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Let $A,B \subseteq \mathbb{N}$. If $A$ and $B$ are recursively enumerable, can we say anything about expressions like $A^c \cup B$, $A^c \cap B$, etc.?

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They are not necessarily r.e. or co-r.e. There is a hierarchy that goes up from recursive, and they are low down in that hierarchy. – André Nicolas Feb 9 '13 at 2:17
Whats the name of the hierarchy? – goblin Feb 9 '13 at 2:33
It is the arithmetical hierarchy. – André Nicolas Feb 9 '13 at 2:54
Can Godel's incompleteness theorems be "circumvented" by allowing theories to have complexity in the arithmetical hierarchy? – goblin Feb 9 '13 at 3:11
If you mean by using say a $\Sigma_2^0$ set of axioms? We still get incompleteness, it will just be pushed one level upwards. – André Nicolas Feb 9 '13 at 3:18

These are the boolean combination of c.e. sets.

A 2-c.e. set $C$ is a set which has a computable approximation $C(x,s)$ such that for all $x$, $C(x) = \lim_{s \rightarrow \infty} C(x,s)$ and the approximation for any $x$ can change at most 2 times. That is $\{s : C(x,s) \neq C(x,s - 1)\}$ has size 2.

If $A$ and $B$ are c.e. sets, then $C = A \cap (\omega - B)$ is a 2-c.e. set. The 2-c.e. approximation of $A \cap (\omega - B)$ is the following: $C(x,s) = 1$ if and only if such that $A(x,s) = 1$ and $B(x,s) = 0$. Observe there can be at most 2 change, which occurs when $x$ appears first in $A$ and then latter in $B$ (so needs to be removed from C).

As you may be aware, the c.e. sets fall into the arithmetical hierarchy at $\Sigma_1^0$. This means that it is definable by a computable formula with a single existential quantifier. From the description of the 2-c.e. set above, $A \cap (\omega - B)$ is a $\Sigma_1^0 \wedge \Pi_1^0$ set. The 2-c.e. sets are exactly those sets definable by $\Sigma_1^0 \wedge \Pi_1^0$ formulas.

Generalizing, for each $n$, one can define the n-c.e.sets by the existence of computable approximation that changes at most $n$ times. They are also particular boolean combinations of c.e. sets. They can also be defined by boolean combination of $\Sigma_1^0$ formulas. Within the hierarchy, they lie below the $\Delta_2^0$ sets. $\Delta_2^0$ sets are also all limit computable sets.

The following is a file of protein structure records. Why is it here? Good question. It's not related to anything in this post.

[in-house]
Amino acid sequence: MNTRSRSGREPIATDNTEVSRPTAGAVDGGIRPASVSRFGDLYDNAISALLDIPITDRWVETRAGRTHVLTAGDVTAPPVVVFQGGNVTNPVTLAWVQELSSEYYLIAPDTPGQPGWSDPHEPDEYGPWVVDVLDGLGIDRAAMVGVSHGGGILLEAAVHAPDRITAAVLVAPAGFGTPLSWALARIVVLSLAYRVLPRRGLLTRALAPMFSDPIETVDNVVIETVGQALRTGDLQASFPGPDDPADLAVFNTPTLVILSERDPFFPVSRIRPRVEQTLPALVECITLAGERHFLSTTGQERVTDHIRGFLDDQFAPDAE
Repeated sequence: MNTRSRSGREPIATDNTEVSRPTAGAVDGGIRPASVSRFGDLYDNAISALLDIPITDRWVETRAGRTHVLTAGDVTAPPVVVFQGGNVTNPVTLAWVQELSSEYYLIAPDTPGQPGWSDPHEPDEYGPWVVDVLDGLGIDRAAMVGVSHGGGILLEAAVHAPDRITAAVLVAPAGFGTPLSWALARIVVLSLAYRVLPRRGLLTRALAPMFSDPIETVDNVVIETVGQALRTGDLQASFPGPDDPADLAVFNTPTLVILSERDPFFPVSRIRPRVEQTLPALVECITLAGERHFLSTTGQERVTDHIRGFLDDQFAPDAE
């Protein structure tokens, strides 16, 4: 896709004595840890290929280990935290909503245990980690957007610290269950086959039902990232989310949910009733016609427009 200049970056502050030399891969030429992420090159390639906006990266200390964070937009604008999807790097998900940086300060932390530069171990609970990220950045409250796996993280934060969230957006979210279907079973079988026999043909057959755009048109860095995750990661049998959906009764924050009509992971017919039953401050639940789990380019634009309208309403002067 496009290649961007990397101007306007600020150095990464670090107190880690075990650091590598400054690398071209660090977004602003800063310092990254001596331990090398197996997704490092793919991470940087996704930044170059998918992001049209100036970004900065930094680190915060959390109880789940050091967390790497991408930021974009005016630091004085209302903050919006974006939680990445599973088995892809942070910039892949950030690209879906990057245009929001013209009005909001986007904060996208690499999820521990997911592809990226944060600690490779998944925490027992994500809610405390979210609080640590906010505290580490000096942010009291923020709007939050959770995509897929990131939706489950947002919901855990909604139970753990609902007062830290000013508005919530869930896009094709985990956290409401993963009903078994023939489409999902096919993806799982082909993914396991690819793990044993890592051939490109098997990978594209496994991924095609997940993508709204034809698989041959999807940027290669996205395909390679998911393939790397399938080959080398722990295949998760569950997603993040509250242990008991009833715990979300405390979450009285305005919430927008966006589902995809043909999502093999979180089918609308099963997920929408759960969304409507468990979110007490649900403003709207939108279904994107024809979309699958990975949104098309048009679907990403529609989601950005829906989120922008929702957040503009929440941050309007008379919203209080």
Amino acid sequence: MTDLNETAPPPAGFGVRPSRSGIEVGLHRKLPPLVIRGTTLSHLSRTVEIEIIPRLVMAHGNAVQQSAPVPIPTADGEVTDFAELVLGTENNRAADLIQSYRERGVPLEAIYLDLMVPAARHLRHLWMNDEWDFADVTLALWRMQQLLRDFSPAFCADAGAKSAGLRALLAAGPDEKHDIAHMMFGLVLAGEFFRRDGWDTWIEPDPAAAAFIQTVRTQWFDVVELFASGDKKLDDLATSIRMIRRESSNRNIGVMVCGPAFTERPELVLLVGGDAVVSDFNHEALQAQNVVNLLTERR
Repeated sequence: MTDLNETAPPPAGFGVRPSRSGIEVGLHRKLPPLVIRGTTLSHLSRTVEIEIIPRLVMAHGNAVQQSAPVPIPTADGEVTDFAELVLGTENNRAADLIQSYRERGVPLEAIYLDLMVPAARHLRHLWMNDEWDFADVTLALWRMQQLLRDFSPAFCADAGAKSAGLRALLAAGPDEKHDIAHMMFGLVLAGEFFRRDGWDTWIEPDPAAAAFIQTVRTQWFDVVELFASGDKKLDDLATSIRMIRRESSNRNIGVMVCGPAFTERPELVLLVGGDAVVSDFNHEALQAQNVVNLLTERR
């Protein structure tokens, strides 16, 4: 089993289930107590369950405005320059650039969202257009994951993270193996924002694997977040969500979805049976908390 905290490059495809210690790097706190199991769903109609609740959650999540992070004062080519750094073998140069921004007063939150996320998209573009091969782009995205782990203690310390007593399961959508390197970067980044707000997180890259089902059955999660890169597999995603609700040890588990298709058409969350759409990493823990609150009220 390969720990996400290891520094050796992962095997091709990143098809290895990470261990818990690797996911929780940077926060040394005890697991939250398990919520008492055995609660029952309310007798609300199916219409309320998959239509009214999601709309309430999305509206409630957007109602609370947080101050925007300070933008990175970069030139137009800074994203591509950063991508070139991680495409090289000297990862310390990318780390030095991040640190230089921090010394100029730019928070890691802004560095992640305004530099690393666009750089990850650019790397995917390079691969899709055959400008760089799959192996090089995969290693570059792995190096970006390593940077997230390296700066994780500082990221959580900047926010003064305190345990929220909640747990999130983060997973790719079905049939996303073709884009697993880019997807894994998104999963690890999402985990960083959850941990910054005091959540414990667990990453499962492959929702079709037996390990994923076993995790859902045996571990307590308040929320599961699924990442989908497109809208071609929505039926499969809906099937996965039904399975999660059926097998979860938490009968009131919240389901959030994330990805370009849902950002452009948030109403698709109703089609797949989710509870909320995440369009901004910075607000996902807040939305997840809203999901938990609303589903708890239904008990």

It is simple exercise in a diagonalization argument to show that there exist a 2-c.e. set which is not c.e. (Observe that c.e. is the same as 1-c.e.). In general there are $n + 1$ c.e. sets that are not n-c.e. By using a finite injury argument, you can show that there are Turing degrees that contain $(n + 1)$ c.e. sets but no $n$-c.e. sets.

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A,B are recursively enumerable. That makes them $\Sigma_1^0$ sets. $A^c, B^c$ are $\Pi_1^0$ sets.

What this means is that the set $A$ can be expressed as $ \{ n\ |\ (\exists \vec{m})\ \psi_A(\vec{m},n) \} $, where $\psi_A$ is recursive. $B$ may be expressed identically, using the formula $ (\exists\ \vec{m})\ \psi_B(\vec{m},n)$ instead of $\psi_A$.

Note: I am using $\exists \vec{m}$ to denote a quantifier block.

$A^c$ can therefore be defined by $(\forall\ \vec{m}) \neg \psi_A(\vec{m},n)$.

If we take $A^c \cup B$ then it can be defined as $(\exists \vec{m_1})\ (\forall \vec{m_2}) \neg \psi_A(\vec{m_1},n)\ \lor\ \psi_B(\vec{m_2},n)$. This makes it $\Sigma_2^0$. But notice that the order of quantifiers does not matter in this one instance. So that makes it $\Pi_2^0$, as well. Therefore, it is a $\Delta^0_2$ set.

The same holds for $A \cap B^c$. One can place it in $\Delta^0_2$.

Not sure if this is the answer you were looking for.

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It's more or less what I was looking for. What does the superscript on the $\Delta$ mean? – goblin Feb 9 '13 at 3:28
These sets are not $\Delta_1^0$. $A$ and $B^c$ are $\Sigma_1^0$ and $\Pi_1^0$. Hence they belong to the next level, i.e. $\Sigma_2^0$ and $\Pi_2^0$. Hence they are $\Delta_2^0$. – William Feb 9 '13 at 9:21
You are right. I fixed it. – Sriram S Feb 9 '13 at 15:40

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